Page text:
By counting the number of bytes (characters) in the rightmost pane from one readable filename to the next, I was able to quickly determine that the header was comprised of 17 byte chunks, with the first 12 bytes containing an 8 byte filename, a period, and a 3 byte extenstion. This left 5 bytes of numerical data that must contain the offset and/or size, but since an integer is usually stored as a 4 byte word, I wondered if the 5th byte was some form of padding or spacer. It was time to code up a quick program implementing what I had surmised thus far.
I opened a new program file in the MaxIDE of BlitzMax, my go-to programming language and compiler for 2D graphics applications on the PC, Mac, and Linux platforms. If you are a programmer and like messing with 2D graphics and have not used BlitzMax, I encourage you to check it out at: Blitzbasic.com. BlitzMax is an easy-to-learn, object-oriented, compiled BASIC-like language that borrows heavily from C/C++ concepts and is geared towards rapid 2D graphics application development.
So, back to my code.
Implementing the 17 byte 'directory entry' concept seemed to be heading in the right direction. I was able to open one of the .PKG files and read a 12 byte 'filename', followed by a single byte spacer (which I discarded), and finally a 4 byte numerical 'offset'. I read this 'header' in a loop until my offset value came up zero, at which point I closed the file, having reached the end of the header. By using the offset value of the current header entry and subtracting it from the offset value of the subsequent header entry, I could determine a file size.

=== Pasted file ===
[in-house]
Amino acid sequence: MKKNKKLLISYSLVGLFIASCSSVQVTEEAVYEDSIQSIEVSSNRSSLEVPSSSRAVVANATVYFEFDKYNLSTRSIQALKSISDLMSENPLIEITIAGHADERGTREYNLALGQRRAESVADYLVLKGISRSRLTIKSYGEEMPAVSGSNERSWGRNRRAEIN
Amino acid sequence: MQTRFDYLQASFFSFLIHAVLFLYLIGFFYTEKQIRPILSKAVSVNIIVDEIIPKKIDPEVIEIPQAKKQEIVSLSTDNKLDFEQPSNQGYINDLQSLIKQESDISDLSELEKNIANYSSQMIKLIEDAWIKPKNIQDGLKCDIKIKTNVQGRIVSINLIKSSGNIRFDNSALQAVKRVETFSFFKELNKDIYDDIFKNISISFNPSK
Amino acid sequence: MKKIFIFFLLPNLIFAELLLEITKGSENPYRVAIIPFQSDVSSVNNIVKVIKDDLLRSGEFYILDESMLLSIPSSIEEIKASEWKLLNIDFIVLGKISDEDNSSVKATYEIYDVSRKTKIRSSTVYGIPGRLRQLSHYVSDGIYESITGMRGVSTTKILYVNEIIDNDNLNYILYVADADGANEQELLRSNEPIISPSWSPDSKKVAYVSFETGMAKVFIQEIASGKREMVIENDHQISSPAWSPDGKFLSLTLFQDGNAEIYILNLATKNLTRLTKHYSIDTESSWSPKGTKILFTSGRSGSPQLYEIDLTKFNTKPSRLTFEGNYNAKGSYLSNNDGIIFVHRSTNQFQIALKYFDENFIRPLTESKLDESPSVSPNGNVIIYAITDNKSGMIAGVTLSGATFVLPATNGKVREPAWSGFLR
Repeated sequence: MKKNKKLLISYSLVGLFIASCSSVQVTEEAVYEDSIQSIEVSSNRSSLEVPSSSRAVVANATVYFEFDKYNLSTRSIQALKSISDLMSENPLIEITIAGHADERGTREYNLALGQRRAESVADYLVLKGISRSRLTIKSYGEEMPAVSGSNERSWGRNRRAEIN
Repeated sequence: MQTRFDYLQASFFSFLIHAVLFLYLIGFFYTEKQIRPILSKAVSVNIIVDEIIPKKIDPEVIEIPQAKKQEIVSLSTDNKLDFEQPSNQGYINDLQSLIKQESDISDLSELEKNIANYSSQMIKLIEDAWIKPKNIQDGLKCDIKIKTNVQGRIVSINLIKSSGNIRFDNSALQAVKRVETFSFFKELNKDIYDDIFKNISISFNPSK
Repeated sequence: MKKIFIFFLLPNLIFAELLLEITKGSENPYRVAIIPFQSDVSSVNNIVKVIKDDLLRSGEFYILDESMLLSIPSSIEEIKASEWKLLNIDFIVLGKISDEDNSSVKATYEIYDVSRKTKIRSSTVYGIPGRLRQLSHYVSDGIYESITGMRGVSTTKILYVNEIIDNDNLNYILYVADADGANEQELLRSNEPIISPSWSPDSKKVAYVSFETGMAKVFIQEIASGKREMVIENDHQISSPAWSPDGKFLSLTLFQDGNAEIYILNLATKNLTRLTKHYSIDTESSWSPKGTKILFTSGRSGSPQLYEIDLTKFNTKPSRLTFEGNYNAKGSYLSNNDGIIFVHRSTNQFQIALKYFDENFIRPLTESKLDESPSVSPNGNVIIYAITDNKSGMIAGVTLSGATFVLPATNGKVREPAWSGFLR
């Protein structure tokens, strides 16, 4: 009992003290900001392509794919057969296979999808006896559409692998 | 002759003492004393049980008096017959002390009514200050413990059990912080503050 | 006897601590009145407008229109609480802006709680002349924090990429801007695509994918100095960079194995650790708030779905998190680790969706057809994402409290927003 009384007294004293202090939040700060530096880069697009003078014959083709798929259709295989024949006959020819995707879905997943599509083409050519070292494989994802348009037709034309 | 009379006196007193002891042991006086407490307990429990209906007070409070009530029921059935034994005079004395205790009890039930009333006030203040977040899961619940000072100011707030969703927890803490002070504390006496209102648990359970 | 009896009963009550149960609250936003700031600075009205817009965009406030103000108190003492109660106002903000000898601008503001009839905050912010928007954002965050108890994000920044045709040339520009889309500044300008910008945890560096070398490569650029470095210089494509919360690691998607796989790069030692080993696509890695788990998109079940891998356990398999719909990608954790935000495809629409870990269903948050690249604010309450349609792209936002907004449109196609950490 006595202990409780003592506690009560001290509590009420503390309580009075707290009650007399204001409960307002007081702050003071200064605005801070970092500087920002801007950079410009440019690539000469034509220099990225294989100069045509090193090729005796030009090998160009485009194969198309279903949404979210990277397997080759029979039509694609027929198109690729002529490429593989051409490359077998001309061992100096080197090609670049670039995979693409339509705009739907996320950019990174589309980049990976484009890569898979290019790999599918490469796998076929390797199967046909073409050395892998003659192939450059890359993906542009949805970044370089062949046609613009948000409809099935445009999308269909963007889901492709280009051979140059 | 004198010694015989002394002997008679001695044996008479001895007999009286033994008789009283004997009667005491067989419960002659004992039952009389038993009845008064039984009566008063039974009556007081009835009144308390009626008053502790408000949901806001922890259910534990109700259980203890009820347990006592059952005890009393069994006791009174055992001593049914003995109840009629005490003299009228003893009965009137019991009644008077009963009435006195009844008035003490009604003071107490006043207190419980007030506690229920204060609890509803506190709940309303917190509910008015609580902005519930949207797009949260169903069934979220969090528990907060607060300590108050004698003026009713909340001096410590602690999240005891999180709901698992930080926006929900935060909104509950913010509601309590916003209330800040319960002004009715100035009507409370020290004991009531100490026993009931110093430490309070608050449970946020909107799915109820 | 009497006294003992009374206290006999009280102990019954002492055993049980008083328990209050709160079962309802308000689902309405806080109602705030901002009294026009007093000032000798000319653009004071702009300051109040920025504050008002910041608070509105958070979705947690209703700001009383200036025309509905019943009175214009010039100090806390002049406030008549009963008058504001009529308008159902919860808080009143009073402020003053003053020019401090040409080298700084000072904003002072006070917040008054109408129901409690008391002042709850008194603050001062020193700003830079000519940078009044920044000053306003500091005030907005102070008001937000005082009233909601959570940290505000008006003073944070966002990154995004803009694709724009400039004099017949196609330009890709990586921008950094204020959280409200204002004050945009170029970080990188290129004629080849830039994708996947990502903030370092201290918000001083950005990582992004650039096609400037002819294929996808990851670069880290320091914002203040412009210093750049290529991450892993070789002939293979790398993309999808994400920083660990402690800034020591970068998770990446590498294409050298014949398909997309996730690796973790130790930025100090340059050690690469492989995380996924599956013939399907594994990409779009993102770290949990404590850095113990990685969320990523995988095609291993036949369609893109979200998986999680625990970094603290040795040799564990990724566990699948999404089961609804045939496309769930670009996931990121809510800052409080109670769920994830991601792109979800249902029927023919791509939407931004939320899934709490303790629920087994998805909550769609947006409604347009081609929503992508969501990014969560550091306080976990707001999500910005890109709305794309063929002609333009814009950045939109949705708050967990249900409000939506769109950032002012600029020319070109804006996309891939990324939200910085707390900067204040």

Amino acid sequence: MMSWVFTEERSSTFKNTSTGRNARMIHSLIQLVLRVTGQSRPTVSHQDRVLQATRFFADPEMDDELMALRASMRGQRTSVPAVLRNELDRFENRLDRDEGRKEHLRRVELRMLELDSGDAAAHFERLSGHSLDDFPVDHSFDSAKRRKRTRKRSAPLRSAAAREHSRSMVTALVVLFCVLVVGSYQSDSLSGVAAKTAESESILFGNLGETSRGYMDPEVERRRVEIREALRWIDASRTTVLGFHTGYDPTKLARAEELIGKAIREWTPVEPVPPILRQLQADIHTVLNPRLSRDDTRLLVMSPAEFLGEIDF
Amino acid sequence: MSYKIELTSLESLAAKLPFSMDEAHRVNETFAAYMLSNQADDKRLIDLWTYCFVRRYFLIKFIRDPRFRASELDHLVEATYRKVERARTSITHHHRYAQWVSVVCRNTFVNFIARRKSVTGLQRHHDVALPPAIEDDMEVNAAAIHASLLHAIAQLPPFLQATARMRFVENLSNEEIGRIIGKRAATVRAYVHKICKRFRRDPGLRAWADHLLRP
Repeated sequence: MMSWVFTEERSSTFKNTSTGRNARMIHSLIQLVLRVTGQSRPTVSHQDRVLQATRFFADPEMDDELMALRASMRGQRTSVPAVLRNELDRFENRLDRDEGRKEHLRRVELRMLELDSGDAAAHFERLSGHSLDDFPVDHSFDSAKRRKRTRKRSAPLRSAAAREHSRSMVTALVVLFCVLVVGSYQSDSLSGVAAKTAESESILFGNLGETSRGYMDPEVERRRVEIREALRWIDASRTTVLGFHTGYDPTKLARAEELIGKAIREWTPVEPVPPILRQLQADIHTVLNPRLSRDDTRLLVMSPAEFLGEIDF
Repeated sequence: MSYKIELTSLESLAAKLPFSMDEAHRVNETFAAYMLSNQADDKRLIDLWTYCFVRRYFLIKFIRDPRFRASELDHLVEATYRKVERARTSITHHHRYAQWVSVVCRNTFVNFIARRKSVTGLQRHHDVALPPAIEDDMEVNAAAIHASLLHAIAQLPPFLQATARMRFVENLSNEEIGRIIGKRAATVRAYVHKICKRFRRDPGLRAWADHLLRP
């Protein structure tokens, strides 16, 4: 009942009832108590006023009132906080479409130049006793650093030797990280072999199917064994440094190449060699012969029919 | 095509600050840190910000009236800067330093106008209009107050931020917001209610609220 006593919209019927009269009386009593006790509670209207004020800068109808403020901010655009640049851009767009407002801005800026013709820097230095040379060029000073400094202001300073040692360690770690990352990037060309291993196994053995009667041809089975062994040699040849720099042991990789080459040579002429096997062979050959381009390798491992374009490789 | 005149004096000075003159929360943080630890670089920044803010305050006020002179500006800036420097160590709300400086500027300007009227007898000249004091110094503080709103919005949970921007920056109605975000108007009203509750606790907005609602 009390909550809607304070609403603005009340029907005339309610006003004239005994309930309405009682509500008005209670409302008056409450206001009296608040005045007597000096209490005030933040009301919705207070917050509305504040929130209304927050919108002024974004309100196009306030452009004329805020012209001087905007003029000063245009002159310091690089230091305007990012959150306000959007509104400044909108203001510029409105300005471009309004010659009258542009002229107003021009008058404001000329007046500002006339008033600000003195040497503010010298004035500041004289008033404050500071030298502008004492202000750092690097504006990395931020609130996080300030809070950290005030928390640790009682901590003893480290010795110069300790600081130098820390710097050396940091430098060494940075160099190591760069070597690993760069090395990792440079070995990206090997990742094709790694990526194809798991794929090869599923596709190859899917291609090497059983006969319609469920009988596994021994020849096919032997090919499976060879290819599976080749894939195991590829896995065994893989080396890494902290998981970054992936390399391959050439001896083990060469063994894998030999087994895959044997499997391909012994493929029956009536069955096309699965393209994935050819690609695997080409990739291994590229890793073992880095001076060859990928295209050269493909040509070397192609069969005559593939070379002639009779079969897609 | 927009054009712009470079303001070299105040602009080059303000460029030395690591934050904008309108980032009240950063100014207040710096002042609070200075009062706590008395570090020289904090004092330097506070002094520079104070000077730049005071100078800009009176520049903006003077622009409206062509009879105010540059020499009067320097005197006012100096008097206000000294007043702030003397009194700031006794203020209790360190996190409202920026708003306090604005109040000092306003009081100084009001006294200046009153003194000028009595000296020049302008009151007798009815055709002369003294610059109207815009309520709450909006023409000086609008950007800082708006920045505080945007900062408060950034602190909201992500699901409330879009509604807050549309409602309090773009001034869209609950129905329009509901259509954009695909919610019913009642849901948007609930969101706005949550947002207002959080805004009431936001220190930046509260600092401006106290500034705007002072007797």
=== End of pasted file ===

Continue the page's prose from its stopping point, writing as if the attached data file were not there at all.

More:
Now I just needed to take the offset and file size values I was calculating and see if they matched the actual location and size of the files within the .PKG file. My first offset for the BLITFNT.PCX file was coming up as 10217 with a file size of 5717 bytes. Checking back in Frhed, I scrolled down to offset 10217 (0x27E9 in hex) and found the hex value 0a. This seemed familiar, so I Googled PCX file format and was confirmed when I found that 0a or 10 in decimal is the starting byte indicator of a PCX file! So it looked like my offset calculation to the first byte of the BLITFNT.PCX file contained within the GFX.PKG file was correct! I was pretty confident I was on the right track with these calculations.
At this point, I was just displaying the filename with the offset and file size values next to it for easy reference and proof-checking. Now that I was confident that my algorithm was correct, it was time to actually read the data at the offsets and write it out as a separate file using the filename found in the directory / header. Here is the code I wrote to do this:
Success! I had a working .PKG unpacker tool! I could now feed it the name of a .PKG file and it would unpack all the files contained within it into the directory I specified. The first thing I did was to unpack GFX.PKG. For the first time in over two decades, I was able the view the original .PCX files I had used as my background and overlay static images for my game! You can view them all in my Gallery in the UNPACKED FILES group.